Two people from the South have been hospitalised after falling seriously ill with rare infections caused by bites from ticks.
According to Public Health England (PHE), a person from Devon has fallen ill with babeosis, whilst a Hampshire resident becomes the first person in the UK to contract tick-borne encephalitis (TBE).
TBE is a viral infection affecting the central nervous system, but two thirds of those with the infection experience no symptoms.
After extensive tests on deer blood in Hampshire, close to where the patient lives, evidence has been found for probable TBE cases. Despite this, risk to the general public remains ‘very low‘.
As a result of the outbreak, PHE advise the following precautions when enjoying the outdoors this summer:
- Keep to footpaths and avoid long grass when out walking
- Wear appropriate clothing, such as a long-sleeved shirt and trousers tucked into your socks. This makes it less likely that a tick will bite and attach
- Consider the use of repellents containing DEET
- Make it a habit to carry out a tick check regularly when you’re outdoors and when you get home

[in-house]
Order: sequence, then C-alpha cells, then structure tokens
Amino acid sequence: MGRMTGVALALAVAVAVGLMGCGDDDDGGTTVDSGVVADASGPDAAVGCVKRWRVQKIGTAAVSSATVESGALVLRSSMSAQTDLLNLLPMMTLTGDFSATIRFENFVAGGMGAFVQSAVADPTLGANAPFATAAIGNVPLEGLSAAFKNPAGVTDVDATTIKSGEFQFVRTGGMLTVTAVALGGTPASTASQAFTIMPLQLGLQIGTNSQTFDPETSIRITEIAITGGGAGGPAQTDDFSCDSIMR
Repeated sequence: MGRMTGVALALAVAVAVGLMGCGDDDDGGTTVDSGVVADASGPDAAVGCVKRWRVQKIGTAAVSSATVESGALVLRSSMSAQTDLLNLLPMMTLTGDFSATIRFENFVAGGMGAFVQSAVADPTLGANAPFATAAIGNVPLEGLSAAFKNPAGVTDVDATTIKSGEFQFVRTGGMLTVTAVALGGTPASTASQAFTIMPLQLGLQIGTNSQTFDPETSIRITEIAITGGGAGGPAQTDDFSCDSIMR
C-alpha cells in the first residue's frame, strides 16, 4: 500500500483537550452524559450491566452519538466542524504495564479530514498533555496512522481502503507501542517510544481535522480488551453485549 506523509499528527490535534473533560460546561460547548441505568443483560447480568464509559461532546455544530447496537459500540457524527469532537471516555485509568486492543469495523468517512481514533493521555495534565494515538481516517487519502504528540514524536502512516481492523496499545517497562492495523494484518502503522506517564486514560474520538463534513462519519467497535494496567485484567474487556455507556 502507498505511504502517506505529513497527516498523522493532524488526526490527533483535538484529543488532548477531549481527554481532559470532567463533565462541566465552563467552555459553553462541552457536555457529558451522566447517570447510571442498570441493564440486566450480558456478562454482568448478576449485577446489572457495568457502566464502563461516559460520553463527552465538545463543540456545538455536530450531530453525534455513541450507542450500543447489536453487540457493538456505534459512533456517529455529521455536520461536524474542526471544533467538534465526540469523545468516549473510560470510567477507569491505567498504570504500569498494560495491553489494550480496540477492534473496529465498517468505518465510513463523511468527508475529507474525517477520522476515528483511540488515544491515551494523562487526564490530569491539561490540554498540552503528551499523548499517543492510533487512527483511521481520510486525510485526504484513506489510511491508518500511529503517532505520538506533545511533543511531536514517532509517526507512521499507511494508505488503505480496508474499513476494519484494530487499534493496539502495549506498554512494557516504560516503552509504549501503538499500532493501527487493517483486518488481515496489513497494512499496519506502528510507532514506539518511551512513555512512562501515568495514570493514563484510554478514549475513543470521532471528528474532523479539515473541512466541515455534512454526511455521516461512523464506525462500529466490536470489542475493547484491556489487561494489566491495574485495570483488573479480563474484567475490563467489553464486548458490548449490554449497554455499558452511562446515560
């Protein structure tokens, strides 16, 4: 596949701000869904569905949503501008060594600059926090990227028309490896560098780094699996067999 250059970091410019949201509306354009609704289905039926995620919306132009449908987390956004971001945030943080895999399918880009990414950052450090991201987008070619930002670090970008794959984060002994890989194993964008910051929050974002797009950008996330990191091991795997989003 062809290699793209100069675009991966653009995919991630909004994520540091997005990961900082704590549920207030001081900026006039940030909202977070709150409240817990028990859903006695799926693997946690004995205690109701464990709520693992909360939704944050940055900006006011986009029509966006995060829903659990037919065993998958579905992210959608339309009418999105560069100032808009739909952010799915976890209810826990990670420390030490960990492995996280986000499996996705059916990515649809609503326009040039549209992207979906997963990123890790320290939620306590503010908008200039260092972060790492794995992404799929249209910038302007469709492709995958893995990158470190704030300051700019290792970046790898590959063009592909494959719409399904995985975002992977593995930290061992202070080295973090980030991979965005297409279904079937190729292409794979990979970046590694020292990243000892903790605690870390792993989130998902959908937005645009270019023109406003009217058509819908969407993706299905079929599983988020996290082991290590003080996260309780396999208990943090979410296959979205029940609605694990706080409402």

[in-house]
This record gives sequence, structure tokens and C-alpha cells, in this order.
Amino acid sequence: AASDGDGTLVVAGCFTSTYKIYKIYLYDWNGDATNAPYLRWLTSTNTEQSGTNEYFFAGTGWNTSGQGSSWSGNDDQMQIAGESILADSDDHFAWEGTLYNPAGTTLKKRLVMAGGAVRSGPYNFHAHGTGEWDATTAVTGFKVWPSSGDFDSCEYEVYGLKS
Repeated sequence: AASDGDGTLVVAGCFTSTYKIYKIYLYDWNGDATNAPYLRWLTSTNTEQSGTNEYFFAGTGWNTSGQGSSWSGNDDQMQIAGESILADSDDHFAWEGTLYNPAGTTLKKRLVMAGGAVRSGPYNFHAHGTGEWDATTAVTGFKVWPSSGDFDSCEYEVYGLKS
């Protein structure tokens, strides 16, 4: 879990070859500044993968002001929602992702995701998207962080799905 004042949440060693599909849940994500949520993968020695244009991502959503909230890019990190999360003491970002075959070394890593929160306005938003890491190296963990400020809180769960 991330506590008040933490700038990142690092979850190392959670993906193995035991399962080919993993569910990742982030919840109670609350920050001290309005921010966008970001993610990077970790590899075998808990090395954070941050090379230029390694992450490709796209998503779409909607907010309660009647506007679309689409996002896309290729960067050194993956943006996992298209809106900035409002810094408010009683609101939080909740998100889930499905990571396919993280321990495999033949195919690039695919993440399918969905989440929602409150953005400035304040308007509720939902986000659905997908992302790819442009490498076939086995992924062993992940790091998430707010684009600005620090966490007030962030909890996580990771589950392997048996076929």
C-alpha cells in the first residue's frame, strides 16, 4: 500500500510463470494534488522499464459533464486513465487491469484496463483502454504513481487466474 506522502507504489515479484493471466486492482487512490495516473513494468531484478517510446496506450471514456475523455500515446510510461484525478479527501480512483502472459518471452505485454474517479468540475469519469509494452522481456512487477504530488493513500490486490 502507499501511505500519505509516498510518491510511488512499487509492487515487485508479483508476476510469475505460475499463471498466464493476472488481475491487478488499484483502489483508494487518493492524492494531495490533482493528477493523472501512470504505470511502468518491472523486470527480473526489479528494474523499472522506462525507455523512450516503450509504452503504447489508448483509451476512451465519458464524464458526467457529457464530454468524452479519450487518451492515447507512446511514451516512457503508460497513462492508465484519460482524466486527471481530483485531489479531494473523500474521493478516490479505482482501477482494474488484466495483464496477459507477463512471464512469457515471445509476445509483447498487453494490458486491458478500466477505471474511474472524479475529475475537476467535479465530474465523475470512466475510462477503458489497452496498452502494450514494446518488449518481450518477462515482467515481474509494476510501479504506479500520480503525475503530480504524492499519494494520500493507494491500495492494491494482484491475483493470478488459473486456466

- If you have been bitten by a tick, it should be removed as soon as possible using fine tipped tweezers or a tick removal tool which is sold by many outdoor stores, vets and pharmacies. Grasp the tick as close to the skin as possible and pull upwards slowly and firmly. Once removed, wash your skin with water and soap, and apply an antiseptic cream to the skin around the bite
- Contact your GP promptly if you begin to feel unwell, remembering to tell them you were bitten by a tick or recently spent time outdoors.
Ticks are most active between spring and autumn, so it is sensible to take some precautions to avoid being bitten when enjoying the outdoors. Seek medical advice if you start to feel unwell after a tick bite.
Lymes disease remains the most common disease from ticks in the UK.